What did I learn from my accountability partner, and how will I be implementing this daily until my next session.

Quiet quitting is the emerging phenomenon of employee disengagement, essentially quitting on the job. What strategies do high-impact leaders deploy to motivate themselves and those around them to move from quiet quitting to quiet committing? Because, at its core, there is no change without commitment. Commitment to change ideas. Change beliefs. Change perspectives. Change routines, rituals and boundaries. Organizations change one commitment at a time. One leader at a time. As part of our series about “Quiet Committing: The Top Five Commitments High Impact Leaders Make & Keep To Themselves Daily”, we had the pleasure of interviewing Dr. Benjamin Gibson.

Dr. Benjamin Gibson, PAHM, is a pharmacist, Functional Medicine specialist, and the founder and CEO of Awesome We Can Do It Better Together LLC™. With more than a decade of experience as a pharmacist and preceptor, Dr. Gibson is innovating healthcare. Dr. Gibson aims to guide disease prevention from a holistic approach in order to lead and teach others how to live a healthy, strong, and free life. (PAHM stands for Professional, Academy for Health Care Management).

Quiet committing 5 commitments high impact leaders make & keep to themselves daily
If you do these 5 tasks daily, you will be more successful by being more committed to your work. #authoritymagazine…youtube.com

What was the first job you had, and how did that job shape the leader you are today?

I took notes for a blind student in college. It reminded me to have attention to detail, have good customer service, and be prompt.

We’re talking about quiet quitting in this series. What’s the greatest lesson you’ve learned from a job you decided to quit?

Leave in good graces if you ever need to work in a different department. I once worked for a company in a few roles in two states. I even was a contractor for them.

Employee Engagement is top of mind for most organizations. How do you define an engaged employee?

An employee whose mission and vision align with the company.

Say more about your Employee Engagement portfolio. What’s working? What’s not working? And what are you piloting now to address the Quiet Committing trend?

Surveys are done by employees. Modeling servant leadership is working. Employee retention and morale are high. In a world of inflation, having more benefits is a challenge. Keeping sure that one is living the mission, vision, and values of the company.

As goes the leadership, so goes the team. How do you hold leaders accountable for their own level of engagement?

Having a good relationship with leadership to be able to ask the leadership how they are doing. Knowing their challenges. Finding out how one can reduce their burden, if possible. It might be as simple as coming to work fully engaged. This results in good performance. This reduces stress on the leader so the leader can be fully engaged. Maybe you should have a check list to look at, even if you do some tasks routinely.

The first phase of the pandemic ushered in the phenomenon called The Great Resignation, where employees left organizations to pursue greater meaning and purpose. Then came The Great Reshuffle, where employees left organizations to pursue promotions, pay and perks. Now we’ve entered a third phase, Quiet Quitting, where employees are deeply disengaged. What do you believe to be the key drivers of Quiet Quitting?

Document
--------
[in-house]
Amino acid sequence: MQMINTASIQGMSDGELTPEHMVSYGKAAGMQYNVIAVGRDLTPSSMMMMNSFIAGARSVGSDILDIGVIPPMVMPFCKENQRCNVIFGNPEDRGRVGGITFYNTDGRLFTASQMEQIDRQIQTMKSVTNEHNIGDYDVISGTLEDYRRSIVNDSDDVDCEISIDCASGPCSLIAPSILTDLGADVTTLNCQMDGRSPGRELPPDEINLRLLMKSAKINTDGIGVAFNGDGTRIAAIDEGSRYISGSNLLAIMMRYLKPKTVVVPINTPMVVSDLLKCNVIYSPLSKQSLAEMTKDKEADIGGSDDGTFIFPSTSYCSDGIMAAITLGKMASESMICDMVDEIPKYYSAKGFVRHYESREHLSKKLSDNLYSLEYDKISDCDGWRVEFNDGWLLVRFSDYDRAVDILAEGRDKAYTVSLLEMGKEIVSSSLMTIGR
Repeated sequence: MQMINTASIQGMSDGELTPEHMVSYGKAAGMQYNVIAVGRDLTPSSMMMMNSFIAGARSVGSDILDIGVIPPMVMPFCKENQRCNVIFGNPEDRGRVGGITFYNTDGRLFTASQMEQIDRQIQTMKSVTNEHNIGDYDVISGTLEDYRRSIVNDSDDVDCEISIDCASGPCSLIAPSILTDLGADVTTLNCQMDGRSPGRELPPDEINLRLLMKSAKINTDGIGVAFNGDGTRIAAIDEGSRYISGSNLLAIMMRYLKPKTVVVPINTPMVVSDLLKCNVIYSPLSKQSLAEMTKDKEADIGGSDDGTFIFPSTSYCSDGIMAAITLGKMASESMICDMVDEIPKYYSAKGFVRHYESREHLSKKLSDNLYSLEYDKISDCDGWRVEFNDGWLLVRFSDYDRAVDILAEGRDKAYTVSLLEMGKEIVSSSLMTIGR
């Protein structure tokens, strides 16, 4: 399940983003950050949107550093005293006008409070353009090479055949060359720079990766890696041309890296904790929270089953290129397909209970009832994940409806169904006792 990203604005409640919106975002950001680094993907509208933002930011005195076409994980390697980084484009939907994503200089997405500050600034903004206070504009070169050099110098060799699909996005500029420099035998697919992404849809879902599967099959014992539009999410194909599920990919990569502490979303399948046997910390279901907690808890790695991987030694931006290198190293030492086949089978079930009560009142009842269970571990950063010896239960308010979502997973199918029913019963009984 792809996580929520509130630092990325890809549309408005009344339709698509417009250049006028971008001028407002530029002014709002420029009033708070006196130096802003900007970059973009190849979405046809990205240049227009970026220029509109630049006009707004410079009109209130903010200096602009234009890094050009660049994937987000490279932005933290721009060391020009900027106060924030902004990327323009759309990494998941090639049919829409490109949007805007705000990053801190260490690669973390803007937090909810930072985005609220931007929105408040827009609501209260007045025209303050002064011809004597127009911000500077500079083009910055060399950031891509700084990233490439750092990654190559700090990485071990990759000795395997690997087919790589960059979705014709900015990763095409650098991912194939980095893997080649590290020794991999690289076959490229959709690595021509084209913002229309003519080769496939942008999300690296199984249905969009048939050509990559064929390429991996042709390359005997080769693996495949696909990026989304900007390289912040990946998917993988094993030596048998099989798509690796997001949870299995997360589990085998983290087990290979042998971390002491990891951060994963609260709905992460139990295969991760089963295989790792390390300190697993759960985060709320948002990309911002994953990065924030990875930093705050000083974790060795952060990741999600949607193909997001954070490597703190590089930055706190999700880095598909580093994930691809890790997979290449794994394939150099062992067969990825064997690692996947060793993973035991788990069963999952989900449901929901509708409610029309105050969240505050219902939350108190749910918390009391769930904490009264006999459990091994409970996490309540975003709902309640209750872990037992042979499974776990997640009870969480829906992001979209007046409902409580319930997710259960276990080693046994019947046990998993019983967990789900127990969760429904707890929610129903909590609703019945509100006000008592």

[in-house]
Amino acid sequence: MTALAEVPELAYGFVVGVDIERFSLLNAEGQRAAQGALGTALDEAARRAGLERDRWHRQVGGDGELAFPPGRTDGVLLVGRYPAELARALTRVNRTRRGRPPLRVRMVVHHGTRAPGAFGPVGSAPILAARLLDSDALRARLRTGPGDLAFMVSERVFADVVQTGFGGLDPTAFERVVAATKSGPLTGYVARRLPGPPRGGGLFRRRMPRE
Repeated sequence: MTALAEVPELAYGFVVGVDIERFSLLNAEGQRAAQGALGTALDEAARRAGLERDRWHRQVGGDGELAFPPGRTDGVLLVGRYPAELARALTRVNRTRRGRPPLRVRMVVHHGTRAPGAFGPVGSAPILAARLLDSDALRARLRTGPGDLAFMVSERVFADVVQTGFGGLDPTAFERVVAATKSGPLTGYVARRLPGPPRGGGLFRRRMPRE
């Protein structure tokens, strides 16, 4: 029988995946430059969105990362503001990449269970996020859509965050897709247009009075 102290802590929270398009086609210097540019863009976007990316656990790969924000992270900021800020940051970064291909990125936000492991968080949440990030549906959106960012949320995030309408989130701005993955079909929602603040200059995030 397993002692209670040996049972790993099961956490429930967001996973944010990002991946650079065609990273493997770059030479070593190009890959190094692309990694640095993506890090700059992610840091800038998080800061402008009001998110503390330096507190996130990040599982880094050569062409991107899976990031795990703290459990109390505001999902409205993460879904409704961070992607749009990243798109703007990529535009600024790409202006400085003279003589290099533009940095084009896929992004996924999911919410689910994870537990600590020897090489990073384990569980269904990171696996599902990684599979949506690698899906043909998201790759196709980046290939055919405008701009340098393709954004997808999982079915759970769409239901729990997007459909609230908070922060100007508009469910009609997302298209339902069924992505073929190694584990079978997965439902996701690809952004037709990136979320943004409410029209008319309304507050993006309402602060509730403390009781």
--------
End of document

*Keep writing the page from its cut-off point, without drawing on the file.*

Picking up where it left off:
In all work sites you deal with many different value systems. Some are more toxic than others. One person’s “dedication to work,” is another person’s workaholism. One person’s punches of praise are another person’s assault and battery charge. When you talk about work life balance, what if you have a commitment after work, yet your boss refuses to let you leave on a timely manner repetitively? You quit. Yet, the next job may be in another time zone, and one cannot be uproot one’s life immediately, so what do they do? Come in and work less passionately the next day. Take an extra 10 minutes of lunch break since they had 10 minutes of uncompensated overtime since they are salaried.

What do you predict will be the next phase in the evolution of the employer / employee landscape?

Two things, many people are side hustling. However, if you are focusing on your side hustle you may not be fully present at work. Working two or three jobs is mentally, physically, and emotionally tiring. The workforce will be cranky.

Secondly, there will be a pressure to keep using technology. AI is here to stay, and how it impacts different professions will be innovative. Already cheating punishments have occurred from its use in schools.

What leadership behaviors need to evolve to improve employee engagement in a sustainable way?

When an employee’s experience matches the expectations, they work well. When an employee can go home relax and come back recharged, they work well. When benefits and salary let a person live well, employees work well.

Change requires commitment and happens one choice at a time. What are the top five commitments you make and keep to yourself daily that have a material impact on those you lead?

1. Remember my purpose: I am here for a reason.

2. Smiling makes my life more productive.

3. Exercise before work.

4. During my break time relax. Then when my break is over, re-engage.

5. What did I learn from my accountability partner, and how will I be implementing this daily until my next session.

What’s the most effective strategy you’ve discovered to get back on track when you break a commitment you’ve made?

If I wronged someone, I need to fix that wrong. What led me to failure? How can I do it better. Knowing the apology languages are important. If it is a standard operating procedure that needs fixing, changing it.

Thank you for sharing these important insights. How can our readers further follow your work?

Follow me on Linkedin.